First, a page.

Though the Kellersberger grid is rational and relatively easy to navigate, one critique is that neither Kellersberger nor the young city of Oakland contemplated was a clear definition of the city’s edges along the water, either at what is now Lake Merritt nor the Bay shoreline around today’s Jack London Square. There was no walkway along the waterfront, and the path around Lake Merritt did not come until much later. Some of this oversight was due to the particular nature of how the waterfront developed into a harbor as well as its control and ownership, first by individuals and later by the railroads.
Kellersberger revised his Oakland design in 1857 and introduced a new diagonal road, Market Street, which angles north and eventually crosses San Pablo at 30th Street. Perhaps drawn from San Francisco’s diagonal Market Street, Kellersberger hoped for Oakland’s Market Street to become the main corridor of the city. While Oaklanders did refer to areas of the city as “west of Market” or “east of Market,” the street never took on a central role for the city the way Broadway has.
By 1860, Oakland’s population was just over 1,500, and the geometry and significance of streets radiating north and east from the city’s center at 14th and Broadway was complete. As the city’s population grew to nearly 35,000 in 20 years, many of the new homes built were Victorians, some of which are still found on 8th street and in Preservation Park.
Early Oakland did not develop in isolation — just southeast was “Brooklyn Township,” which Oakland annexed in 1872, only two years after Brooklyn (New York) itself incorporated as a city. South of the harbor was Alameda, which incorporated as a city in 1854.
2 | Civic architecture and the City Beautiful movement: The Robinson Plan (1900-1915)
By the turn of the century, Oakland’s population had reached 67,000. Given technological changes in architecture, the skyscraper was suddenly possible and downtown Oakland became a significant site for major buildings. The next decade was Oakland’s fastest growth period ever. By 1910, the city’s population had more than doubled, to 150,000, and some considered Oakland poised to be the leading metropolis of the west.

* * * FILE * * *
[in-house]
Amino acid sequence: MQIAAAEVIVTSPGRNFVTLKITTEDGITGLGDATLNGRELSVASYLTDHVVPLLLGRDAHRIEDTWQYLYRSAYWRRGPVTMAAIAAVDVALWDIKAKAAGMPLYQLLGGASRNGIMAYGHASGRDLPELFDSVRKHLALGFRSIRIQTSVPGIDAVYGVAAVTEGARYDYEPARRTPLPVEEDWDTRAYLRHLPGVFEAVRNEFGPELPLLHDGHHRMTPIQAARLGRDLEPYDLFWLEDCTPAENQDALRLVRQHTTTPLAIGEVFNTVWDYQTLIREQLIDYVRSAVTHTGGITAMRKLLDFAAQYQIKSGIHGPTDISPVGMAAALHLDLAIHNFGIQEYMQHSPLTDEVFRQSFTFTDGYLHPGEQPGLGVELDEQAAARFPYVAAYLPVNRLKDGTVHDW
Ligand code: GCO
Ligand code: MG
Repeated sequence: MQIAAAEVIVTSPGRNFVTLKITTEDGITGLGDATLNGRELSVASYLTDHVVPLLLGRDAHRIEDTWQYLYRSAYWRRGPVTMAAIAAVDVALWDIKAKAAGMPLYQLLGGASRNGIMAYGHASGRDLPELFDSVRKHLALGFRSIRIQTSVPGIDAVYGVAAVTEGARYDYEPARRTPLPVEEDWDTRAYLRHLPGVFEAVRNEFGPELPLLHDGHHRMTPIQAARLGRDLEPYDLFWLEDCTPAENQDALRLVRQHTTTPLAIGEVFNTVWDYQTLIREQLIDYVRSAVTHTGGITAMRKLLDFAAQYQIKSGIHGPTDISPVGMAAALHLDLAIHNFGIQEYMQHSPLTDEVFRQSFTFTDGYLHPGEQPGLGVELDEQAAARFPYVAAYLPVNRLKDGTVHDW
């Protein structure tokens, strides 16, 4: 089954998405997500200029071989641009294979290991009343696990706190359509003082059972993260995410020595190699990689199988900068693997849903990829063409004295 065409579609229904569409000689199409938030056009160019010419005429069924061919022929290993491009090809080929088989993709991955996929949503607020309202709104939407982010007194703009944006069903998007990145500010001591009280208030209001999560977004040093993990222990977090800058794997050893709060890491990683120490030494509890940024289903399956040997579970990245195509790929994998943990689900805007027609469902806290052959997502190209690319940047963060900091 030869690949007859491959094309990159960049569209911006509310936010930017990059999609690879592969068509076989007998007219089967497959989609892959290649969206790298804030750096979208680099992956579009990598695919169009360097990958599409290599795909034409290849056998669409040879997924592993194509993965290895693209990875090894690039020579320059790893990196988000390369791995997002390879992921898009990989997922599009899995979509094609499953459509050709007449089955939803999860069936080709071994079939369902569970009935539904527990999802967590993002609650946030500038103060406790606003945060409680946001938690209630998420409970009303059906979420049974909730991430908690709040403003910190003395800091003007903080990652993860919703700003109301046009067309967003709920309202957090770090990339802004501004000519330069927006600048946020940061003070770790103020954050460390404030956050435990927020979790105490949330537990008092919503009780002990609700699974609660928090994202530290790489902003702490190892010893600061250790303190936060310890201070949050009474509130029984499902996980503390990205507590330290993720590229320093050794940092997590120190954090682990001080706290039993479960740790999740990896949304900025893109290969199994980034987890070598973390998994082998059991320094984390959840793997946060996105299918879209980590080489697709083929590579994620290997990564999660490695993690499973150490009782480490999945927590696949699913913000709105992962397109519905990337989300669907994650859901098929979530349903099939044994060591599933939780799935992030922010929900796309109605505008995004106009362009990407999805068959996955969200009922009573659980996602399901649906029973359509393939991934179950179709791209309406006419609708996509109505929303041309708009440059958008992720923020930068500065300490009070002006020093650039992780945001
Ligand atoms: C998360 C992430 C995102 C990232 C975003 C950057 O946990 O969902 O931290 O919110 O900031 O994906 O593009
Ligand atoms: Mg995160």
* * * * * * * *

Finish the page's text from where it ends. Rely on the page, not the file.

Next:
The city center continued to shift north from its original location close to the harbor channel. Beaux- Arts-style buildings, which made a strong use of steel frame construction, rose along Broadway. Beaux-Artsinfluenced city planning included long symmetrical vistas, tree-lined boulevards, grand landmarks and axial avenues. New office buildings, movie palaces, hotels and department stores began to unfold around the center of downtown at 14th and Broadway.
While ambitions for growth existed for years, it wasn’t until the 1906 earthquake and fire in San Francisco that Oakland really grew from a town into a city.2 Even while San Francisco was burning, refugees flooded into Oakland. Within weeks, nearly 3,000 businesses and professionals had relocated their work to Oakland. The influx to Oakland was not temporary; later that year only about 200 had returned to recovering San Francisco.
A a view of Washington Street and City Hall in 1888.
In this 1907 image, the three radial streets — San Pablo, Telegraph and Broadway — are clearly visible as is the First National Bank building in the foreground.
Even before the earthquake, Oakland prepared itself for growth when new Mayor Frank Mott hired Charles Mulford Robinson in 1905 to produce a plan for the beautification of the city. The plan — quickly adopted in 1906 after the earthquake — reflected Oakland leaders’ desire for a “prompt and concerted effort to make Oakland more metropolitan, especially in the manner of lighting up the streets and supplying that variety of entertainment which is naturally to be found in a large city.” 
Robinson’s hiring was akin to San Francisco Mayor John Phelan’s hiring Daniel Burnham in 1904 to develop, with Willis Polk, a 50-year plan inspired by the City Beautiful movement. But the Robinson plan lacked both the grand vision for a metropolis and the civic transformations expressed in the Burnham Plan. The Robinson Plan was more of a report that identified the city’s conditions at the time and proposed recommendations and strategies for “what can be made out of Oakland, not how it might be made over.”